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Look down into the chamber and you’ll see an ongoing cascade of thin white trails appearing and disappearing. These are cosmic ray tracks, created by high-energy subatomic particles from space.
Invented in 1911, cloud chambers like this one were among the first devices used to study high-energy particles called cosmic rays, believed to come from exploding stars called supernovas.
As cosmic rays travel through the air, they collide with air molecules and break them up into charged fragments called ions. Meanwhile, inside the cloud chamber, a tray of alcohol is heated to form alcohol vapor. The alcohol vapor in the cloud chamber condenses around the trail of ions created by a cosmic ray, a trail you see as a visible streak of tiny droplets.
Most of the tracks you see—roughly 4 out of 5—are made by unstable elementary particles called muons. Muons have a negative charge like electrons, but they are 207 times heavier. The rest of the tracks are electrons; these tracks are shorter and curlier than muon tracks. Occasional heavier tracks are made by protons or by natural radioactivity in the air or in the exhibit itself.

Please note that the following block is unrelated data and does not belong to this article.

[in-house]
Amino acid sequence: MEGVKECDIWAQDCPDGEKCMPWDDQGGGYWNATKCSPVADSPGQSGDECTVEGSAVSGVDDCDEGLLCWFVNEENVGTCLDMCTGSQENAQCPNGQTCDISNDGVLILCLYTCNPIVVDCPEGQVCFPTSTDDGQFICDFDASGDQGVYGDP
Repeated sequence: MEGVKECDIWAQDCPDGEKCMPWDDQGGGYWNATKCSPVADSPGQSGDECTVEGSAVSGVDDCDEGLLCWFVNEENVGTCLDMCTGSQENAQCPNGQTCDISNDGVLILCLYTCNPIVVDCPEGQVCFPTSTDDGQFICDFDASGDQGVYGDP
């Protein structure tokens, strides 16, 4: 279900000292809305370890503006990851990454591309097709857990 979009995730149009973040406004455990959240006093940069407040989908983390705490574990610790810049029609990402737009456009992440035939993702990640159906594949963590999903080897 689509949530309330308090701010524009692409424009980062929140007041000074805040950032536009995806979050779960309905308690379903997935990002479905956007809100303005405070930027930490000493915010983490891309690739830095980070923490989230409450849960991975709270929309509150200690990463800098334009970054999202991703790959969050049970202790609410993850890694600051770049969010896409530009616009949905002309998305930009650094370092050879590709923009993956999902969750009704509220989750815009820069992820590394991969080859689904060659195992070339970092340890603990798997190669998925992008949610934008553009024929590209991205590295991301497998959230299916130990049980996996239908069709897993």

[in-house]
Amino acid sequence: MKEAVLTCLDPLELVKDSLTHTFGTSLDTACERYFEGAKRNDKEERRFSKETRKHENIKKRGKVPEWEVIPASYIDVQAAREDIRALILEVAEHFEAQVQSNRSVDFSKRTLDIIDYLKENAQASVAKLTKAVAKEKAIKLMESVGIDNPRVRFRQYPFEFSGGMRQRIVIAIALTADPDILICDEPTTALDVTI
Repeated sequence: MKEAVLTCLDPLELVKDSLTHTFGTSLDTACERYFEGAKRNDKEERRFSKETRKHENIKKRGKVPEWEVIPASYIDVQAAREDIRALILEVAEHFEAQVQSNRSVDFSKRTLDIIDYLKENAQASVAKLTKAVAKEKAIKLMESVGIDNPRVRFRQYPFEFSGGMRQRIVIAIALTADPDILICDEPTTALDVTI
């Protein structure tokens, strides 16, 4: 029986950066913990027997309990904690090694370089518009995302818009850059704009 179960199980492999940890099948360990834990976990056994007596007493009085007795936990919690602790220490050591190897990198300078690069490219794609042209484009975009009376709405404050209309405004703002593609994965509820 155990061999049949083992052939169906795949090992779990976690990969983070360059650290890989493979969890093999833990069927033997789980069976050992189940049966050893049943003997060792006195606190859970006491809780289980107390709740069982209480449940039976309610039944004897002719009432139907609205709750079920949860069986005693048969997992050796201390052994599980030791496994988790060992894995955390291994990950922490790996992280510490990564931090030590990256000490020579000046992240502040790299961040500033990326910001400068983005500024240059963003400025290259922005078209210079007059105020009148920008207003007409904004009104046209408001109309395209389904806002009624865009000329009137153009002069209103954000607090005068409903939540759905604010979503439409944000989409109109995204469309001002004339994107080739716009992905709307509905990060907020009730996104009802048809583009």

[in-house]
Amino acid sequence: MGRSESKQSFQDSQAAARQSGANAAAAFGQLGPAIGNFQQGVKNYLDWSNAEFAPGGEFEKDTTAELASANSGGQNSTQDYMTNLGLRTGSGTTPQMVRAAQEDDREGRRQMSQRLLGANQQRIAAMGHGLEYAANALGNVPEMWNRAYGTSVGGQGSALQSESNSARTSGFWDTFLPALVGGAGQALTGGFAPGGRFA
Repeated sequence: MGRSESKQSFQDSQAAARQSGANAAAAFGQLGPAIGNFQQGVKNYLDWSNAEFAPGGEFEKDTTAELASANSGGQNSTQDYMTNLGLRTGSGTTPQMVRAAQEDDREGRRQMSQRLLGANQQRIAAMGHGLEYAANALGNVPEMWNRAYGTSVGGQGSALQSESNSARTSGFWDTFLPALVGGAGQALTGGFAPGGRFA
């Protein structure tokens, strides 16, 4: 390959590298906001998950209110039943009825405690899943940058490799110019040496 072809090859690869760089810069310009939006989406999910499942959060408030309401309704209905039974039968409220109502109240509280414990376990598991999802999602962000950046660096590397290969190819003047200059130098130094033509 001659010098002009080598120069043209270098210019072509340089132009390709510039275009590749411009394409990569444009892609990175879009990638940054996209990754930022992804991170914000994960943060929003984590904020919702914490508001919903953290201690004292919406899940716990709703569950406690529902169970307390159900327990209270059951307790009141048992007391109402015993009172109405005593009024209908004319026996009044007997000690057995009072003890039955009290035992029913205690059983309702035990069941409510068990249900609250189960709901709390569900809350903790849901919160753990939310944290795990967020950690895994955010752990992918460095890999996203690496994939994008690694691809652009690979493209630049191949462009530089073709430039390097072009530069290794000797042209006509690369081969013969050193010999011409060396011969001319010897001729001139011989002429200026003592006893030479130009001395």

Today, cloud chambers have been replaced by tracking chambers and scintillators, which track particle paths by producing an electric signal, rather than a visible trail.
When cosmic rays from outer space reach the Earth’s atmosphere, they crash into air molecules and knock free many more particles. These particles go on to crash into more air molecules and create even more particles. Thus a single particle from outer space—called a primary—can create a shower of particles from the Earth’s atmosphere—called secondaries. Primaries (which are actually protons) rarely reach the Earth’s surface; almost all of the tracks in this exhibit are from secondaries (muons and electrons).
Before he founded the Exploratorium, Frank Oppenheimer used cloud chambers while working as a physicist at the University of Minnesota. In this 1948 photo, Frank and his colleagues loaded various sensors—including a small cloud chamber—into a sphere to be lofted 100,000 feet into the atmosphere by balloon, to document the interactions of cosmic rays. Photo courtesy of Lawrence Berkeley Lab, University of California, Berkeley. (click image to enlarge)
Substitute coins for radiation.
Create clouds in a bottle by rapidly expanding the air.
Visit the European Organization for Nuclear Research, known as CERN, which studies what the universe is made of and how the universe works.
This web project was made possible in part by the Institute of Museum and Library Services [MA-30-16-0175-16].